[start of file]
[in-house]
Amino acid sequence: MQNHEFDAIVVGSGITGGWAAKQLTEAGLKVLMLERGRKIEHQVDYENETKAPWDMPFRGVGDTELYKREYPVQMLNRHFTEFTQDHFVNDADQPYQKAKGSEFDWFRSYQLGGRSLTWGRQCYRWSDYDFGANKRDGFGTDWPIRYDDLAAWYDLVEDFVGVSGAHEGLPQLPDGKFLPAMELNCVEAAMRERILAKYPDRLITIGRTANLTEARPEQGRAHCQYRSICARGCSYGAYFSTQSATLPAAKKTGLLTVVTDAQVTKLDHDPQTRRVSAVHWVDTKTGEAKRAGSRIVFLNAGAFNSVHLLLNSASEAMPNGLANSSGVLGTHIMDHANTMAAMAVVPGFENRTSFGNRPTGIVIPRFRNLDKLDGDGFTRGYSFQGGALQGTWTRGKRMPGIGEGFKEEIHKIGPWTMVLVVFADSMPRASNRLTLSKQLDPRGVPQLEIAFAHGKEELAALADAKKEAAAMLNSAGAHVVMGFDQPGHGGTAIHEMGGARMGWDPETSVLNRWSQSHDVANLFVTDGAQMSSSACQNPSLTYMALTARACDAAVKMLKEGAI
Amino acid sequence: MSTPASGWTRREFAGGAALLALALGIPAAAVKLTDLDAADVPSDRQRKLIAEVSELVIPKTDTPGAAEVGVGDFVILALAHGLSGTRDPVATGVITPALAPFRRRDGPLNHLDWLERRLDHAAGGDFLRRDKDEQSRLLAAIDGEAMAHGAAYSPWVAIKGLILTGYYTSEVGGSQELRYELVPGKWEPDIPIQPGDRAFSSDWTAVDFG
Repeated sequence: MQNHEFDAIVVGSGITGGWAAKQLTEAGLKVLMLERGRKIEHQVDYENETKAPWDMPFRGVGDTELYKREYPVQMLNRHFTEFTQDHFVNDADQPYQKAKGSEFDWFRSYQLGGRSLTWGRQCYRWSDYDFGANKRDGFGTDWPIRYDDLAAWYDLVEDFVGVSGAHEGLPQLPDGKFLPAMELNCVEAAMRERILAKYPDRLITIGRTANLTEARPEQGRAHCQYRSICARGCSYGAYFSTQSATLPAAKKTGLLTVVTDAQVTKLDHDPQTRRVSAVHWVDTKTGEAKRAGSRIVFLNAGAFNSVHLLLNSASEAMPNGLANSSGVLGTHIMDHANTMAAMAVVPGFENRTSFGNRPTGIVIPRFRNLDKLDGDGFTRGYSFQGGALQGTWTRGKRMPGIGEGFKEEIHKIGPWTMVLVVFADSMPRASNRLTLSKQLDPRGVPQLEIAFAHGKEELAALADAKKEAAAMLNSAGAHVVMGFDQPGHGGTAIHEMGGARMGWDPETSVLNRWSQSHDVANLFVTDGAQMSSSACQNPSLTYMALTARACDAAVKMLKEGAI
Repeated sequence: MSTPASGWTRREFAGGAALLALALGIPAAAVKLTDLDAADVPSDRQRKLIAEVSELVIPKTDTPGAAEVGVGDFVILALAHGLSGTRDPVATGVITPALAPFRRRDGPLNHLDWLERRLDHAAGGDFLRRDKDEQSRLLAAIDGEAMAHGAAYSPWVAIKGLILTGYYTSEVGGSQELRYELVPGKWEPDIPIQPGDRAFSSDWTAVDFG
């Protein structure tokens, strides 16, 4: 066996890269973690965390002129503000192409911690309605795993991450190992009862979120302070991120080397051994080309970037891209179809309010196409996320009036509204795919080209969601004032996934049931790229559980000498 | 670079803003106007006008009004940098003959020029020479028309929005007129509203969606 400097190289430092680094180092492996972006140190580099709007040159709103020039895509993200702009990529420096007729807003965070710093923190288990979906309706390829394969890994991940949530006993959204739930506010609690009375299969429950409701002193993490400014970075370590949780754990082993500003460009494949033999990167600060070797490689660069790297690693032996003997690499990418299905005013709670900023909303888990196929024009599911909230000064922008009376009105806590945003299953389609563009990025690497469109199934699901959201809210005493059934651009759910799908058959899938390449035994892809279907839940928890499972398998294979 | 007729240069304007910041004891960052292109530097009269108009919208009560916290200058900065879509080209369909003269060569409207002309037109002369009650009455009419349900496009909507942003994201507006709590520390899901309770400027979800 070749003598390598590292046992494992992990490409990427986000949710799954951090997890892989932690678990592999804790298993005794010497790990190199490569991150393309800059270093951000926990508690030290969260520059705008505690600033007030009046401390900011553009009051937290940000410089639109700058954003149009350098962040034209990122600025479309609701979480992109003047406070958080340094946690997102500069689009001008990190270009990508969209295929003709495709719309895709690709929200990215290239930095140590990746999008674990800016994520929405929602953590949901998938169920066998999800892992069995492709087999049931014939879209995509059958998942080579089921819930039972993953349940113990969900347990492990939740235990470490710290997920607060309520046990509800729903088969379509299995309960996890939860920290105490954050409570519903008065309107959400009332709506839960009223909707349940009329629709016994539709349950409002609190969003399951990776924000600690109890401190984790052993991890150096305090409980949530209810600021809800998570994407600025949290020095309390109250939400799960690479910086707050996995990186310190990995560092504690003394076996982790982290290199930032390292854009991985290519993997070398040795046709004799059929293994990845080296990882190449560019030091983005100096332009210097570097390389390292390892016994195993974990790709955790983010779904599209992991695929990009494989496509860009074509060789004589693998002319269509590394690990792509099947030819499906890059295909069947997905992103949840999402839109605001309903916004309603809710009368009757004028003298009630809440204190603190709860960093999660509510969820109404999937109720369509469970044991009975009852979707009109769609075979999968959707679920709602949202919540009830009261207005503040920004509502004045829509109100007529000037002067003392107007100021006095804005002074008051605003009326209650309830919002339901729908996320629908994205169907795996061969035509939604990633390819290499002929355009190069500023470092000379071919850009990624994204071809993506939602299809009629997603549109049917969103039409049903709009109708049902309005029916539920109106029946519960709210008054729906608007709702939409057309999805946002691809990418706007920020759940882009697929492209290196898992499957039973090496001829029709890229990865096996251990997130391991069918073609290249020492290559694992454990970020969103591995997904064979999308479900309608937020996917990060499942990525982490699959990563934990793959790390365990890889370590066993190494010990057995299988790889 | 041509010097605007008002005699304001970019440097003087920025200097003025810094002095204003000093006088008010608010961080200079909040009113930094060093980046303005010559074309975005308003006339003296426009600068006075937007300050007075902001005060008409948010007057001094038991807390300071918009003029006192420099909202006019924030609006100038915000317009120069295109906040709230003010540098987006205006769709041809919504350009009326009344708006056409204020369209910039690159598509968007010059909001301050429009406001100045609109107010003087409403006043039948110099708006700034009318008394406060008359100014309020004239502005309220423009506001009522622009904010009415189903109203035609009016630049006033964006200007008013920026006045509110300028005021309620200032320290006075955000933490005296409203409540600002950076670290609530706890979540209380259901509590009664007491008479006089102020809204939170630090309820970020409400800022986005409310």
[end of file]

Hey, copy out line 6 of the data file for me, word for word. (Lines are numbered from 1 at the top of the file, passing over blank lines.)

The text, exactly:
């Protein structure tokens, strides 16, 4: 066996890269973690965390002129503000192409911690309605795993991450190992009862979120302070991120080397051994080309970037891209179809309010196409996320009036509204795919080209969601004032996934049931790229559980000498 | 670079803003106007006008009004940098003959020029020479028309929005007129509203969606 400097190289430092680094180092492996972006140190580099709007040159709103020039895509993200702009990529420096007729807003965070710093923190288990979906309706390829394969890994991940949530006993959204739930506010609690009375299969429950409701002193993490400014970075370590949780754990082993500003460009494949033999990167600060070797490689660069790297690693032996003997690499990418299905005013709670900023909303888990196929024009599911909230000064922008009376009105806590945003299953389609563009990025690497469109199934699901959201809210005493059934651009759910799908058959899938390449035994892809279907839940928890499972398998294979 | 007729240069304007910041004891960052292109530097009269108009919208009560916290200058900065879509080209369909003269060569409207002309037109002369009650009455009419349900496009909507942003994201507006709590520390899901309770400027979800 070749003598390598590292046992494992992990490409990427986000949710799954951090997890892989932690678990592999804790298993005794010497790990190199490569991150393309800059270093951000926990508690030290969260520059705008505690600033007030009046401390900011553009009051937290940000410089639109700058954003149009350098962040034209990122600025479309609701979480992109003047406070958080340094946690997102500069689009001008990190270009990508969209295929003709495709719309895709690709929200990215290239930095140590990746999008674990800016994520929405929602953590949901998938169920066998999800892992069995492709087999049931014939879209995509059958998942080579089921819930039972993953349940113990969900347990492990939740235990470490710290997920607060309520046990509800729903088969379509299995309960996890939860920290105490954050409570519903008065309107959400009332709506839960009223909707349940009329629709016994539709349950409002609190969003399951990776924000600690109890401190984790052993991890150096305090409980949530209810600021809800998570994407600025949290020095309390109250939400799960690479910086707050996995990186310190990995560092504690003394076996982790982290290199930032390292854009991985290519993997070398040795046709004799059929293994990845080296990882190449560019030091983005100096332009210097570097390389390292390892016994195993974990790709955790983010779904599209992991695929990009494989496509860009074509060789004589693998002319269509590394690990792509099947030819499906890059295909069947997905992103949840999402839109605001309903916004309603809710009368009757004028003298009630809440204190603190709860960093999660509510969820109404999937109720369509469970044991009975009852979707009109769609075979999968959707679920709602949202919540009830009261207005503040920004509502004045829509109100007529000037002067003392107007100021006095804005002074008051605003009326209650309830919002339901729908996320629908994205169907795996061969035509939604990633390819290499002929355009190069500023470092000379071919850009990624994204071809993506939602299809009629997603549109049917969103039409049903709009109708049902309005029916539920109106029946519960709210008054729906608007709702939409057309999805946002691809990418706007920020759940882009697929492209290196898992499957039973090496001829029709890229990865096996251990997130391991069918073609290249020492290559694992454990970020969103591995997904064979999308479900309608937020996917990060499942990525982490699959990563934990793959790390365990890889370590066993190494010990057995299988790889 | 041509010097605007008002005699304001970019440097003087920025200097003025810094002095204003000093006088008010608010961080200079909040009113930094060093980046303005010559074309975005308003006339003296426009600068006075937007300050007075902001005060008409948010007057001094038991807390300071918009003029006192420099909202006019924030609006100038915000317009120069295109906040709230003010540098987006205006769709041809919504350009009326009344708006056409204020369209910039690159598509968007010059909001301050429009406001100045609109107010003087409403006043039948110099708006700034009318008394406060008359100014309020004239502005309220423009506001009522622009904010009415189903109203035609009016630049006033964006200007008013920026006045509110300028005021309620200032320290006075955000933490005296409203409540600002950076670290609530706890979540209380259901509590009664007491008479006089102020809204939170630090309820970020409400800022986005409310």